The Senate starts at 10 a.m., but may end up spending a long day in session before approving the National Defense Authorization Act (NDAA) just before midnight.
Republican senators refused to yield back any time in the budget debate, but they may when it comes to the NDAA, a bill that's less controversial than the budget. Then again, they may not — Senate Minority Leader Mitch McConnellMitch McConnellGrassley accuses Reid of 'pure unfiltered partisanship' Overnight Finance: Congress poised to avoid shutdown | Yellen defends Fed from Trump | Why Obama needs PhRMA on trade 78 lawmakers vote to sustain Obama veto MORE (R-Ky.) criticized Democrats on Wednesday for rushing the NDAA through just as they rushed the budget through.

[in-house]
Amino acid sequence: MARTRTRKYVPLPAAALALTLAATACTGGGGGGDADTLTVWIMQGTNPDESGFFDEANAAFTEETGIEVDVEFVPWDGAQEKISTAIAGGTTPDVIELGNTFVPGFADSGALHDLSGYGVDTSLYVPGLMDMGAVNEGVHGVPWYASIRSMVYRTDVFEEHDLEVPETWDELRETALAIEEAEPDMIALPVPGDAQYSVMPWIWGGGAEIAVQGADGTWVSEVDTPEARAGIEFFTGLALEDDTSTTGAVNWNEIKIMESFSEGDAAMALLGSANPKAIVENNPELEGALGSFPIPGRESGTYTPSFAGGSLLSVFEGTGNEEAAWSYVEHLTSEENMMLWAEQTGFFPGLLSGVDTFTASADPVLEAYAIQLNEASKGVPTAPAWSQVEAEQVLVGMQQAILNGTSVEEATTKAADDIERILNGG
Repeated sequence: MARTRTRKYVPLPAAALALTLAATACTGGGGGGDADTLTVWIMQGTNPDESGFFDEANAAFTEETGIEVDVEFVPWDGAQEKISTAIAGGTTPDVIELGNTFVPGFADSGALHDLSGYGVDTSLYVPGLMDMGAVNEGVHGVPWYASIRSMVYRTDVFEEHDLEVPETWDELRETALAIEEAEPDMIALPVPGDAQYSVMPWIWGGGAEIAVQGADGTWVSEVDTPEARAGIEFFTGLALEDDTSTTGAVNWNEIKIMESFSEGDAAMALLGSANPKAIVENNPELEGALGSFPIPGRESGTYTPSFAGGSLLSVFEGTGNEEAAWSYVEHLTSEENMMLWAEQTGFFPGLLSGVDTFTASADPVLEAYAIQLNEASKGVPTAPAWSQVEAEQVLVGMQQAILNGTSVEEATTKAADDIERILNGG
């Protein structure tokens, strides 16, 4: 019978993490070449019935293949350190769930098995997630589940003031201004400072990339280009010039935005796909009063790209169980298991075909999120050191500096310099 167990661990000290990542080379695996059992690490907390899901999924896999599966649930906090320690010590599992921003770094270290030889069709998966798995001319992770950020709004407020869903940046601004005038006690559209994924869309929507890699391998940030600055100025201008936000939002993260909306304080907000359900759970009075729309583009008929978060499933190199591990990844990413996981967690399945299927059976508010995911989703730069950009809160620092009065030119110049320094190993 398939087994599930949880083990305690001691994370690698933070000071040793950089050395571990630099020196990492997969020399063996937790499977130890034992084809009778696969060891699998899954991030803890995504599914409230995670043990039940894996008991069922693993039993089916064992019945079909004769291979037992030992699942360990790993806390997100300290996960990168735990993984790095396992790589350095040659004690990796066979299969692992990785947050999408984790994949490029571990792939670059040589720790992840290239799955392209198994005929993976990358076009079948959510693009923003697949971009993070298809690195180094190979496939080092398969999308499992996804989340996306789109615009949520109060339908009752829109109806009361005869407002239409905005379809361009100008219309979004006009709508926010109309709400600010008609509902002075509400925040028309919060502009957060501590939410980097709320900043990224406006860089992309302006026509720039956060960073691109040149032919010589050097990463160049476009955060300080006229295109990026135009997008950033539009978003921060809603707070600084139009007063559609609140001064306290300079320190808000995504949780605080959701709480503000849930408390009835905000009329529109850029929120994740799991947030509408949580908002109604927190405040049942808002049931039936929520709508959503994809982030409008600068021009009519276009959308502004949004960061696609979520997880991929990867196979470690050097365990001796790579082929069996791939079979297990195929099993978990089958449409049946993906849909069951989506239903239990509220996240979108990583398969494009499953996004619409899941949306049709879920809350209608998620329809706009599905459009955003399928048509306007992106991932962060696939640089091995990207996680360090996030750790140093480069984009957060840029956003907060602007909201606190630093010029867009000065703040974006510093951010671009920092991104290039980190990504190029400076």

Once the NDAA passes, Senate Democrats will try to advance several Obama administration nominees before leaving for the Christmas break. But here again, Republicans may be in the mood to slow down the process, to protest the Democrats' use of the nuclear option.
The House meets for a pro forma session at 11 a.m., and will either set up more pro forma sessions, or try to pass a longer-term adjournment resolution.